Visualization and measurement of multiple myeloma (MM) cells in vivo by means of positron emission tomography (PET) is expected to determine biopsy sites, personalize treatments, and make an early diagnosis of recurrence. The positron radioisotope 89Zr is one of the promising radionuclides for PET image due to the long radioactive half-life of 3 days and stable labelling of antibodies. 89Zr also emits 909 keV single gamma-rays about 4 times more frequently than positrons, causing just noise to make PET images. To overcome this disadvantage of 89Zr, we propose a new imaging method that detects and uses the single gamma-rays as well as positrons for imaging, called whole gamma imaging (WGI). WGI is composed of PET and Compton imaging methods, equipped with two PET detector rings; both of the inner ring and the outer ring also acts as a scatterer and an absorber, respectively, for Compton imaging method (Fig. 1).

In this study, we have firstly validated the affinity and specificity of antibodies recognizing CD38 and SLAMF7 in two types of human MM cell lines: RPMI8226 with CD38 expression and U226 with CD38 and SLAMF7. Then we carried out imaging in xenograft model mice with WGI using an 89Zr-antibody tracer and finally compared the quantitative values by WGI to those by ex-vivo biodistribution method.


Specific binding of antibodies was evaluated up to 10 × 106 cells of each MM cell type. An inhibition assay was performed using unlabeled IgG. 89Zr was produced in a cyclotron and neutralized 89Zr-oxalate was added to chelate-conjugated antibodies. Two severe combined immunodeficiency (SICD) mice after 3 Gy gamma-ray irradiation were implanted subcutaneously in the right flank with 3×107 MM cells in 100μL of PBS. On 12 days after the implantation, the tumor volume reached approximately 180 mm3 (mouse 1) and 110 mm3 (mouse 2). Based on the in-vitro study, 89Zr-anti-CD38 antibodies at the dose of 3.3 MBq were injected via a tail-vein. WGI imaging was performed on 4, 6, 8, and 12 days after the tracer injection. After WGI imaging on day 12, mice were euthanized for ex-vivo biodistribution analysis; blood was collected via cardiac puncture into counting tubes. Tumor and normal tissues: lung, liver, spleen, kidney, muscle, heart, bone (tibia), pancreas, stomach, intestine, brain, and lymph node were excised, and their weight and radioactivity were measured, and %ID/g values were calculated.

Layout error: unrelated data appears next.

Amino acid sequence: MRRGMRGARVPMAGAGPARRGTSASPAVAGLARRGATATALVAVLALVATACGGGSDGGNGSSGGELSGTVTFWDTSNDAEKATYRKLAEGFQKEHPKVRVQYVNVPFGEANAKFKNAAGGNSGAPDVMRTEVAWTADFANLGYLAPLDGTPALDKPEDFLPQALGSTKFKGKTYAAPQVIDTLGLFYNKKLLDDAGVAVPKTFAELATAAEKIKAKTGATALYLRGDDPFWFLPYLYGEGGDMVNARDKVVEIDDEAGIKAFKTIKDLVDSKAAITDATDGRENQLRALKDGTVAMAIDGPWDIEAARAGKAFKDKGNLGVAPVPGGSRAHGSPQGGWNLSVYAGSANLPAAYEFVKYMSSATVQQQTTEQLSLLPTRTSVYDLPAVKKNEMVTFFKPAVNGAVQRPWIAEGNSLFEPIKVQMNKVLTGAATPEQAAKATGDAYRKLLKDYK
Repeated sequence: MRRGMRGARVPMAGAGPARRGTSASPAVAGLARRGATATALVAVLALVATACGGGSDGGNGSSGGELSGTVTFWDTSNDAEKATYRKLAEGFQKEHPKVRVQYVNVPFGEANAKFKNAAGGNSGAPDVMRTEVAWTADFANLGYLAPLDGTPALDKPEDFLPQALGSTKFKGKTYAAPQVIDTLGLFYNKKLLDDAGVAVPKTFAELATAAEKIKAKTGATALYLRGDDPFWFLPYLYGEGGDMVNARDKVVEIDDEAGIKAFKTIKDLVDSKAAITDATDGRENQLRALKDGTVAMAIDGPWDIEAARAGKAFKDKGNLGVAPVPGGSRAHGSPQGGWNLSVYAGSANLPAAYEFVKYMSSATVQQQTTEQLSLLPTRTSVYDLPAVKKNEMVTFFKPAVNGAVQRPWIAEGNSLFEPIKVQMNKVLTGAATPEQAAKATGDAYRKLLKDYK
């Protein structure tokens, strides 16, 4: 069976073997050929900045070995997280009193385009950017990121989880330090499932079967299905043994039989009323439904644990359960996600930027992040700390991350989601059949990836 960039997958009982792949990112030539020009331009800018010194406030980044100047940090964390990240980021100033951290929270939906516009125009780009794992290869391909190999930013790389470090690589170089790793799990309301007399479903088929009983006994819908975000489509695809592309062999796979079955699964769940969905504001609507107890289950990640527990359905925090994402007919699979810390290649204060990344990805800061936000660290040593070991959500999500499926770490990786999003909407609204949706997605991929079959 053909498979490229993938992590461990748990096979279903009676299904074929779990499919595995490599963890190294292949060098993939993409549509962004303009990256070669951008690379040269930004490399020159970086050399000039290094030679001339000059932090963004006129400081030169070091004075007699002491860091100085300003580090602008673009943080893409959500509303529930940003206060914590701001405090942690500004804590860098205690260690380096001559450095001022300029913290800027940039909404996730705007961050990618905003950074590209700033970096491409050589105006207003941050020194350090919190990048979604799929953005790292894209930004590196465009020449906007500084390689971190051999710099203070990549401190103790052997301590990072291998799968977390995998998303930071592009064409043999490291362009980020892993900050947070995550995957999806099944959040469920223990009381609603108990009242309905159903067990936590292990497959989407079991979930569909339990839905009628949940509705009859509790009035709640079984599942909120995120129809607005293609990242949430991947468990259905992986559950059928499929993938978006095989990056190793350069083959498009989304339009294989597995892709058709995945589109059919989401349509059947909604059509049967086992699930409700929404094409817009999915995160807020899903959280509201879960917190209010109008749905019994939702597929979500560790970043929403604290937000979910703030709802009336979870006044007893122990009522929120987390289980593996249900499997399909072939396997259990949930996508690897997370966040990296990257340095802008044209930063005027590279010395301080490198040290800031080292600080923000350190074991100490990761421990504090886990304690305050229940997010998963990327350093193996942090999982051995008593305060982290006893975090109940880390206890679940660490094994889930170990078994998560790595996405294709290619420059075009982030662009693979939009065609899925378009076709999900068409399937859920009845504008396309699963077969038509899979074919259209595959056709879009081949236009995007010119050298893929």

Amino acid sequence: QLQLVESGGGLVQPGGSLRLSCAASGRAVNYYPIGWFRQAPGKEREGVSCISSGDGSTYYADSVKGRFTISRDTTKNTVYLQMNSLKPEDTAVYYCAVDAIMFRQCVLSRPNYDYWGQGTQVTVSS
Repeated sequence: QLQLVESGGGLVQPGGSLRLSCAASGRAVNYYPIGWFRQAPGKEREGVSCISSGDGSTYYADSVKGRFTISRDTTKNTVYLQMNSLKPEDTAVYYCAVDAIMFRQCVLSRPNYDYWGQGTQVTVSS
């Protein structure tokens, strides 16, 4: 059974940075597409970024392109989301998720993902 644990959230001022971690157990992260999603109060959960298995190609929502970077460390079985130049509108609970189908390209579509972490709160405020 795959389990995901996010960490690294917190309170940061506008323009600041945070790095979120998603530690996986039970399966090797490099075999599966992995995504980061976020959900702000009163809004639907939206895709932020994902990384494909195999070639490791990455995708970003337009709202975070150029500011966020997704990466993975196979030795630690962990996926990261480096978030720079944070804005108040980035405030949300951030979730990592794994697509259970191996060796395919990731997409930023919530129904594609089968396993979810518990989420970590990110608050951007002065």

High specific binding fractions of anti-CD38 antibodies were observed for RPMI8226 cells, reaching to approximately 50% at 10 × 106 cells; while only 5% for U226 cells. Those of anti-SLAMF7 antibodies were under 1% for both types of tumor cells. The inhibition assay using cold IgG blocked the binding of anti-CD 38 antibodies (Kd = 1.2 nM) and chelate-conjugated anti-CD38 antibodies (Kd = 1.4 nM) to RPMI8226. Then we decided to use 89Zr-anti-CD38 antibody and RPMI8226 cells for the WGI imaging study.

WIG imaging showed that 89Zr-anti-CD38 antibody uptake in tumors increased over time, being up to standardized uptake value (SUV) 9.8 on 12 days after tracer injection. The uptake in the healthy tissues gradually decreased with time except for the bone (Fig. 2).

Ex-vivo biodistribution revealed that the highest 89Zr-anti-CD38 antibody uptake in tumors was 92.4%ID/g (SUV, 18.5) and 97.5%ID/g (SUV, 19.5) in mice 1 and 2, respectively. That in healthy tissues was under 27.7%ID/g. Considering the specific activity of 89Zr-anti-CD38 antibodies of 4.2 MBq/nmol, 89Zr-anti-CD38 antibodies accumulated in RPMI8226 tumors at approximately 730 fmol/mg.


We proposed a new imaging method, called WGI, which clearly visualized MM cells and was able to estimate the uptake values of 89Zr-anti-CD38 antibody binding to specific antigen in MM tumors.

Ishibashi:Takeda Pharma.: Speakers Bureau; GlaxoSmithKline Japan: Research Funding. Imai:Takeda Pharma: Research Funding, Speakers Bureau; Bristol Myers Squibb: Research Funding, Speakers Bureau; Janssen Pharmaceutical K.K.: Speakers Bureau; Sanofi: Speakers Bureau.

Author notes


Asterisk with author names denotes non-ASH members.

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